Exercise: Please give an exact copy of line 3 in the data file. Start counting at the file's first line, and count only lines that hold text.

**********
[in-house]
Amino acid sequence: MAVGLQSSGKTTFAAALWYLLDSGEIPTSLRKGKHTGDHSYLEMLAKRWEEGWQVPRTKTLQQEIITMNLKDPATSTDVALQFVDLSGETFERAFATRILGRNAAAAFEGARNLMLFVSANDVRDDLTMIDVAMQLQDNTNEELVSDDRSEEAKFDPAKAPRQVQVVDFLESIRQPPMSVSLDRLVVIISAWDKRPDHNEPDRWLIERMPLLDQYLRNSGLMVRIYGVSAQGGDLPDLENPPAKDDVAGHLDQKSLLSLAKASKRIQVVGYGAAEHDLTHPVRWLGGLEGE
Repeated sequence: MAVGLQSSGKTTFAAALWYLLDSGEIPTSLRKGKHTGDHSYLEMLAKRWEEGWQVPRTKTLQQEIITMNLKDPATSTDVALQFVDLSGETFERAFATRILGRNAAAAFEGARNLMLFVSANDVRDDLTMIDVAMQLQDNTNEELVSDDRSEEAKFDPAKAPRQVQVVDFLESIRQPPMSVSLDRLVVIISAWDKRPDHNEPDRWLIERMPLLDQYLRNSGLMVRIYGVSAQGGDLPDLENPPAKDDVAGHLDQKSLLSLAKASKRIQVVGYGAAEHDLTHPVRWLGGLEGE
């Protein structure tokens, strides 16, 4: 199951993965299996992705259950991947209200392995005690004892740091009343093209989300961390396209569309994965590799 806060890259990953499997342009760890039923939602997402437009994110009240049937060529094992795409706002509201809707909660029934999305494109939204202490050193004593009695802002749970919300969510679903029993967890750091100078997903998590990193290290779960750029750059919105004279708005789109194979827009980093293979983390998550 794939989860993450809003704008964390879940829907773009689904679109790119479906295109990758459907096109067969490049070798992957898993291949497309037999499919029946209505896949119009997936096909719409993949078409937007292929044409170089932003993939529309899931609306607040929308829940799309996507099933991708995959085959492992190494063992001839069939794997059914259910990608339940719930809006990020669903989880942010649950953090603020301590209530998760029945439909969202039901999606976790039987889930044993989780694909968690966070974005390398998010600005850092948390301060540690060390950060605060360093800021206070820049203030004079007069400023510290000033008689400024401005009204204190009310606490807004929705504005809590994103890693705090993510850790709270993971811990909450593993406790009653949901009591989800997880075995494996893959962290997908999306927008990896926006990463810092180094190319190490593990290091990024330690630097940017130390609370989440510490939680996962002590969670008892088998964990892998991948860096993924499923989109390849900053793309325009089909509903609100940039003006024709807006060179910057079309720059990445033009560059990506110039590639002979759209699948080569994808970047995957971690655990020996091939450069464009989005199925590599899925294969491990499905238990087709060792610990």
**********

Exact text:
Repeated sequence: MAVGLQSSGKTTFAAALWYLLDSGEIPTSLRKGKHTGDHSYLEMLAKRWEEGWQVPRTKTLQQEIITMNLKDPATSTDVALQFVDLSGETFERAFATRILGRNAAAAFEGARNLMLFVSANDVRDDLTMIDVAMQLQDNTNEELVSDDRSEEAKFDPAKAPRQVQVVDFLESIRQPPMSVSLDRLVVIISAWDKRPDHNEPDRWLIERMPLLDQYLRNSGLMVRIYGVSAQGGDLPDLENPPAKDDVAGHLDQKSLLSLAKASKRIQVVGYGAAEHDLTHPVRWLGGLEGE